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dc.contributor.authorKanchana-udomkan, C
dc.contributor.authorNantawan, U
dc.contributor.authorDrew, R
dc.contributor.authorFord, R
dc.contributor.editorBus, V
dc.description.abstractAn attempt to develop Carica papaya L. resistant to Papaya ringspot virus type P (PRSV-P) has been established via an intergeneric cross using Vasconcellea pubescens as the resistance donor. V. pubescens has consistently been reported to be resistant to PRSV-P, unlike the resistance in other species (d’Eeckenbrugge et al., 2014). The immunity to PRSV-P is also controlled by a single dominant gene (Dillon et al., 2006), which should be easy to transfer across crops. Because of the genetic distance between the two genera and genetic incompatibility, Vasconcellea parviflora was introduced as a bridging species to transfer the PRSV-P resistance gene(s) to papaya (C. papaya). Backcrossing has been achieved to BC4 in order to maximize the V. parviflora genetic background to improve fertility. The PRSV-P resistance genotype of the BC4 was determined with previously published sequences linked to the prsv-1 locus (Dillon et al., 2006). One of the heterozygous lines, BC4#113, was selected to use as a resistance donor to cross with C. papaya line 2.001. Embryos were rescued, initiated and multiplied in vitro. The cross was successfully micropropagated and produced 18 F1 lines [C. papaya × (V. parviflora backcrossed to V. parviflora × V. pubescens)]. These F1s were genotyped at the prsv-1 locus as previously mentioned. They were subsequently acclimatized and planted in a field in north Queensland. True hybridity was revealed through morphological characterization, including pink flowers, which is a dominant trait from V. parviflora. The hybrid F1s carrying the PRSV-P locus were then successfully backcrossed to C. papaya to generate BC1 generations. They were also sib-crossed with the F1 to generate F1:F2 generations. These lines will be planted in a quarantine laboratory at Griffith University, Nathan, for evaluation of virus resistance. Fertile plants that carry the virus-resistance alleles will be used as parental lines in future breeding strategies.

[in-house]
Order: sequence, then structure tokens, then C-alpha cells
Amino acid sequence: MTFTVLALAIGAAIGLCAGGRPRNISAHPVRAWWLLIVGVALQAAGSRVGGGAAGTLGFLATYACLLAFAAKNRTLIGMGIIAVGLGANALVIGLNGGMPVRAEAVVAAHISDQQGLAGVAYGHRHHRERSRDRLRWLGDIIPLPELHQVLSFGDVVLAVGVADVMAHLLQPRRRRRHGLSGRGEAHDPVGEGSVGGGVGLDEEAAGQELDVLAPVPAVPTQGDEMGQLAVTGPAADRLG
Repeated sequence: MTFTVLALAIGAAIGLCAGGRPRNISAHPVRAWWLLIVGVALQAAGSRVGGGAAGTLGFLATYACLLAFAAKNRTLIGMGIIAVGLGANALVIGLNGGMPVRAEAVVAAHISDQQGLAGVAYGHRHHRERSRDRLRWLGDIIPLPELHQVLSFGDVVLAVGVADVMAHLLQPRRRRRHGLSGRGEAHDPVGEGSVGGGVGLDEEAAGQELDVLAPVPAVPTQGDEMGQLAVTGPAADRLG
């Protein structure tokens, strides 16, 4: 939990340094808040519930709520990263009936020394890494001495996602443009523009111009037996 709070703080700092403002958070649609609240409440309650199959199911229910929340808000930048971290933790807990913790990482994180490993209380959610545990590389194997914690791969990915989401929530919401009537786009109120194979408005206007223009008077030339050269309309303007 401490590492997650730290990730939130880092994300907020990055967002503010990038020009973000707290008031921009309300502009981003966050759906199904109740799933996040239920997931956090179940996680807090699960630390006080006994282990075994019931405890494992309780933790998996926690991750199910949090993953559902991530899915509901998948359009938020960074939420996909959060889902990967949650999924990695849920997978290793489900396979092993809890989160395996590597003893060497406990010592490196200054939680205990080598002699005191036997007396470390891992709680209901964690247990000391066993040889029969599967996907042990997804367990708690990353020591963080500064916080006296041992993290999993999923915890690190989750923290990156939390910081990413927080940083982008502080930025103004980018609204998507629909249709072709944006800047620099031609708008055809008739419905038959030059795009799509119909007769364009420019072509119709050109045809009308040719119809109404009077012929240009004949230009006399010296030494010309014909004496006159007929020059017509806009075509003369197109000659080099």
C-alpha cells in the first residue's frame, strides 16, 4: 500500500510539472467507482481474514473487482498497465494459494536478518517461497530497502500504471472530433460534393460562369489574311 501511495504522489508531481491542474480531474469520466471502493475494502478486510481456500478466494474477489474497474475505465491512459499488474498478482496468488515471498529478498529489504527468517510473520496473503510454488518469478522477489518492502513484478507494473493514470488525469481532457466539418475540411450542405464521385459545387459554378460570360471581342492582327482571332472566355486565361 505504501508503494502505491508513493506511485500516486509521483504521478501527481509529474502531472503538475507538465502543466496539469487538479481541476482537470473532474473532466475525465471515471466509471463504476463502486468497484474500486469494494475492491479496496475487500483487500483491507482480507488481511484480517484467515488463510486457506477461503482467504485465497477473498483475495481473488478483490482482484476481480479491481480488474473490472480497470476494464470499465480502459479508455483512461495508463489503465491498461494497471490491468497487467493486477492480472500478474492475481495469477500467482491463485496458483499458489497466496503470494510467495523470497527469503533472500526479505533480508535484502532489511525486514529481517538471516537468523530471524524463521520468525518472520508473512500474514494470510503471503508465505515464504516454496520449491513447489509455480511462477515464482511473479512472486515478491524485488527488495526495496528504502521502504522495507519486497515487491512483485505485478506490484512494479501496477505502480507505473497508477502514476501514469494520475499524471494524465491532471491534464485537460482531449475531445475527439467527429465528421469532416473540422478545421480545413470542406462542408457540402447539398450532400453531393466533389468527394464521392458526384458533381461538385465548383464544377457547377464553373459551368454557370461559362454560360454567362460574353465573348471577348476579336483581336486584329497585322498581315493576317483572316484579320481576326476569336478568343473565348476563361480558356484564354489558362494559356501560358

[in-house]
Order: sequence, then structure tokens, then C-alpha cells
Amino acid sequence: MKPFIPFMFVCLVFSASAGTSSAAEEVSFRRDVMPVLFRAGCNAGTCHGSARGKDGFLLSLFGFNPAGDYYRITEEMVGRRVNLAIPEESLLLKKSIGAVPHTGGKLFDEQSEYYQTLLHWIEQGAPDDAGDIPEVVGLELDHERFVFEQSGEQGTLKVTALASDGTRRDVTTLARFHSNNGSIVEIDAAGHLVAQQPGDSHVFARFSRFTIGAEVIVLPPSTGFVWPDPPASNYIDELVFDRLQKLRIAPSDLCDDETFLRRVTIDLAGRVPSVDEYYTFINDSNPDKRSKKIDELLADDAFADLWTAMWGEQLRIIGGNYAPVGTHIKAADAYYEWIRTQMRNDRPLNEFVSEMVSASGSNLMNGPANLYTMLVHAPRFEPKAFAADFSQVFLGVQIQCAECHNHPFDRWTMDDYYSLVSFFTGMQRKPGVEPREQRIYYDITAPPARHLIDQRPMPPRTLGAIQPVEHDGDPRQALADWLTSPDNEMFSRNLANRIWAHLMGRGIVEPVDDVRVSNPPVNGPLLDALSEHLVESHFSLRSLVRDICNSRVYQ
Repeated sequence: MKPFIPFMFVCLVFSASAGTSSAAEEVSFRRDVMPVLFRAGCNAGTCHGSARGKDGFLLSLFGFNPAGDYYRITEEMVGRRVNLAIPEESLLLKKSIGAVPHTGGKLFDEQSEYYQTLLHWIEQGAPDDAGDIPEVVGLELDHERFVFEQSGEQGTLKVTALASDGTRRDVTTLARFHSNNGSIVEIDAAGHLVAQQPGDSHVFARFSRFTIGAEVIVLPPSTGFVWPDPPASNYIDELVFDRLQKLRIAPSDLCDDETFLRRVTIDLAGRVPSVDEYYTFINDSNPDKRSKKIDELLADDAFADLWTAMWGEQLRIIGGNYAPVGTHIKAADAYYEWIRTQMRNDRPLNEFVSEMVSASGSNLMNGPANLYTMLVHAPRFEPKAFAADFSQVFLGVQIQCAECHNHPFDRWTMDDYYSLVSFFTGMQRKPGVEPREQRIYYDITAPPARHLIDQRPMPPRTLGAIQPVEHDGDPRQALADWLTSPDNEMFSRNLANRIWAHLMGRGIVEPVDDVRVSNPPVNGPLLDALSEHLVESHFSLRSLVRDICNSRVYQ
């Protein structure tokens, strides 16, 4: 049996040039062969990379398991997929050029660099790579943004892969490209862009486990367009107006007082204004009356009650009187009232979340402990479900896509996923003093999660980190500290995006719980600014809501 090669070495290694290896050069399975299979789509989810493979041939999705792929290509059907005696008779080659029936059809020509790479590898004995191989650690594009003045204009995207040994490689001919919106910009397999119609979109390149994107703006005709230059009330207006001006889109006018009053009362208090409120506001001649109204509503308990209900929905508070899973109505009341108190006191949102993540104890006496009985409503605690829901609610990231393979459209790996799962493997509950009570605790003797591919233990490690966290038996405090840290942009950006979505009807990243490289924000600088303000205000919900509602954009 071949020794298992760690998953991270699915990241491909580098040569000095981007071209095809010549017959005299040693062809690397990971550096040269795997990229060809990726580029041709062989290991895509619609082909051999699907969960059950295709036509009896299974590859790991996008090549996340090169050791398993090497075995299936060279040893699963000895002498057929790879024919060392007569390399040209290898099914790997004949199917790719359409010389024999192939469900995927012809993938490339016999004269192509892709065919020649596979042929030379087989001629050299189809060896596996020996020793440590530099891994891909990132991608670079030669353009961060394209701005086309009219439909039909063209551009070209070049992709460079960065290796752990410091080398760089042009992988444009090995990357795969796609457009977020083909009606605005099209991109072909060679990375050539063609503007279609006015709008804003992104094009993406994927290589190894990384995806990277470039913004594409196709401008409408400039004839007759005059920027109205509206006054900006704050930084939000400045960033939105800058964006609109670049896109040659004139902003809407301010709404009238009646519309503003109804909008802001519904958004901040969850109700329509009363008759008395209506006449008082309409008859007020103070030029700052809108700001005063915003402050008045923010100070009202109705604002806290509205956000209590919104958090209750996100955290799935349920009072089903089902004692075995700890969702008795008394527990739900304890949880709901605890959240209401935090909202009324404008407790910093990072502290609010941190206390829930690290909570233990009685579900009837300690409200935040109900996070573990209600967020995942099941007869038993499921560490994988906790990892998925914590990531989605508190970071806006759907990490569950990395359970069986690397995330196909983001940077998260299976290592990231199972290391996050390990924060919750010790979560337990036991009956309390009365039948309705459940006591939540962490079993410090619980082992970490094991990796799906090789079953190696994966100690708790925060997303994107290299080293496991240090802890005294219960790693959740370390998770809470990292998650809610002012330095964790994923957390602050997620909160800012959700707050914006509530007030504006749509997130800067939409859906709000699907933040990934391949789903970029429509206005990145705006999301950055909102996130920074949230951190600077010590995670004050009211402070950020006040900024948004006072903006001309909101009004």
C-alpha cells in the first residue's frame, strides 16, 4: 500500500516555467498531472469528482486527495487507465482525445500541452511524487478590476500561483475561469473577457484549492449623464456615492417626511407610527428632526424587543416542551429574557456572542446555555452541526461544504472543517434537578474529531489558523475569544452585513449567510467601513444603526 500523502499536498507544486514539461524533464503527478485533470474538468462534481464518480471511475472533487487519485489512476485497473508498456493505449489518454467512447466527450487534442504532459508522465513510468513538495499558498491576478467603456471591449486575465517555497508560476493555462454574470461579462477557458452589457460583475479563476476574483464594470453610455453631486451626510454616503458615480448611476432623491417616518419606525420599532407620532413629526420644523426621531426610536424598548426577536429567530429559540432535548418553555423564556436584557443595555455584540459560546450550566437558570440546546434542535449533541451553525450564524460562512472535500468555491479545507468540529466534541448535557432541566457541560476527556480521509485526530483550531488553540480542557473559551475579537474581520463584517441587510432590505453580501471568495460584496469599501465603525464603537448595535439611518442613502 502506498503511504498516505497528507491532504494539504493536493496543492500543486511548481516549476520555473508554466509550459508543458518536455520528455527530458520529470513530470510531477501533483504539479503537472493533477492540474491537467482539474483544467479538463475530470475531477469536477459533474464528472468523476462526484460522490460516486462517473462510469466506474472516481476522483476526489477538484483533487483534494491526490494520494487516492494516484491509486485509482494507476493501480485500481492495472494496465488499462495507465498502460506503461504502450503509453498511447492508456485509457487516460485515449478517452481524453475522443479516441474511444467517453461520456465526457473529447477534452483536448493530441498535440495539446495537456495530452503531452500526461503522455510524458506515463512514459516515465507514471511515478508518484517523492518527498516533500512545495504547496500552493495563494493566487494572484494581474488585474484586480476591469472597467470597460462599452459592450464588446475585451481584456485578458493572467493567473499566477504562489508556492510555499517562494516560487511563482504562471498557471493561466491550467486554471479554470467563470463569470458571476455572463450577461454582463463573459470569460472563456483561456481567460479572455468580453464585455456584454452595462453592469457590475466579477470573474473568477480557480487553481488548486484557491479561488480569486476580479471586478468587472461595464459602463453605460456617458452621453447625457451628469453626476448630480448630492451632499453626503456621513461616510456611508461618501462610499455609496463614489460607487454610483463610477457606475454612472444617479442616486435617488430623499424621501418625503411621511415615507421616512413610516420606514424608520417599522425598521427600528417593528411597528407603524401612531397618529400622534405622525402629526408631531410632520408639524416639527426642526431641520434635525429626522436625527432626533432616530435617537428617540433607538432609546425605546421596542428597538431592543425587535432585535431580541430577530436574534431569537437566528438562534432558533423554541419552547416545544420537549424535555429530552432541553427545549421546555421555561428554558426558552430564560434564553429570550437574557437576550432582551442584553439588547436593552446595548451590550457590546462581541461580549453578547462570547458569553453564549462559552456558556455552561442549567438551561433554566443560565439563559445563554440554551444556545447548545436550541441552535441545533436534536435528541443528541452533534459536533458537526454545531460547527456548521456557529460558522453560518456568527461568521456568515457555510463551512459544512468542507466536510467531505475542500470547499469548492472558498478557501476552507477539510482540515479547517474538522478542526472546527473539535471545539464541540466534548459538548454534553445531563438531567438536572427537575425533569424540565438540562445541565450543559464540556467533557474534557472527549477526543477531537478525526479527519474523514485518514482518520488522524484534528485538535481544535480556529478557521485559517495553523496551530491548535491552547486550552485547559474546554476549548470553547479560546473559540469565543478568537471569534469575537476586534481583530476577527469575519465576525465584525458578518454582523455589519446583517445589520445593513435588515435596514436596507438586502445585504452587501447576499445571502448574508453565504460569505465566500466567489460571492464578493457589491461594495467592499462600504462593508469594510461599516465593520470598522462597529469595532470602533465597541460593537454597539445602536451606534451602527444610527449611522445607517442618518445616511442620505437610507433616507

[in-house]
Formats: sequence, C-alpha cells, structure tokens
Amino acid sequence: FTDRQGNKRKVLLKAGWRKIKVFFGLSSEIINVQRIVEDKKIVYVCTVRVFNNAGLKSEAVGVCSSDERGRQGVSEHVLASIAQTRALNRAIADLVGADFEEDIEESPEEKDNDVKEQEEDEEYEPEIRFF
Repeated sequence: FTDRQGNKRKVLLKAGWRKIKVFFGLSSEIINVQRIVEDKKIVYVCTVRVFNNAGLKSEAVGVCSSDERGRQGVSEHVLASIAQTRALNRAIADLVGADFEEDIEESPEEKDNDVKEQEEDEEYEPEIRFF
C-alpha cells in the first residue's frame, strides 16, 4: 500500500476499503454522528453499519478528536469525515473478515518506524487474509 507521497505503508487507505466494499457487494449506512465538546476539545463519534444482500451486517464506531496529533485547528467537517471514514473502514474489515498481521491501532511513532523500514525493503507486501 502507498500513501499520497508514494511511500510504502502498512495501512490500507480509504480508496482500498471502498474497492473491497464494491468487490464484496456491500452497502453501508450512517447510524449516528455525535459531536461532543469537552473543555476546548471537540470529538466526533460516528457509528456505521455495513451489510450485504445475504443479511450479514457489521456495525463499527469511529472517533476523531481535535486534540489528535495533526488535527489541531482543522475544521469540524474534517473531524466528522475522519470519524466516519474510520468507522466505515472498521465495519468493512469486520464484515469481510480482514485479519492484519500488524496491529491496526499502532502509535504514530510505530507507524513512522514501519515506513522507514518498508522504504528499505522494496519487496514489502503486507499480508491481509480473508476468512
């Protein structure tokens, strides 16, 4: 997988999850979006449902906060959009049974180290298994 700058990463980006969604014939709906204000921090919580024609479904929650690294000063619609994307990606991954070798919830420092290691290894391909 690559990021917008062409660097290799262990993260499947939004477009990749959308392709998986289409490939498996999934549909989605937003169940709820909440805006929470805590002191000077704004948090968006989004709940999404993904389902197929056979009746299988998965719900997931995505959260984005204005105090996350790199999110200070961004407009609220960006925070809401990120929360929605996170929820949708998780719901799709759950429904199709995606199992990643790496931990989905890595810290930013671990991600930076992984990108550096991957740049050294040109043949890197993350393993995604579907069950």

dc.description.sponsorshipHorticulture Innovation Australia Limited (Hort Innovation)
dc.publisherInternational Society for Horticultural Science
dc.relation.ispartofconferencename4th International Symposium on Molecular Markers in Horticulture
dc.relation.ispartofconferencetitleISHS Acta Horticulturae
dc.relation.ispartoflocationNapier, New Zealand
dc.subject.fieldofresearchPlant biology
dc.subject.fieldofresearchHorticultural production
dc.subject.keywordsScience & Technology
dc.subject.keywordsLife Sciences & Biomedicine
dc.subject.keywordsPlant Sciences
dc.titleProgress in introgression of Papaya ringspot virus resistance from Vasconcellea pubescens to Carica papaya
dc.typeConference output
dc.type.descriptionE1 - Conferences
dcterms.bibliographicCitationKanchana-udomkan, C; Nantawan, U; Drew, R; Ford, R, Progress in introgression of Papaya ringspot virus resistance from Vasconcellea pubescens to Carica papaya, ISHS Acta Horticulturae, 2018, 1203 (1203), pp. 59-66
gro.hasfulltextNo Full Text
gro.griffith.authorFord, Rebecca
gro.griffith.authorDrew, Roderick A.

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    Contains papers delivered by Griffith authors at national and international conferences.

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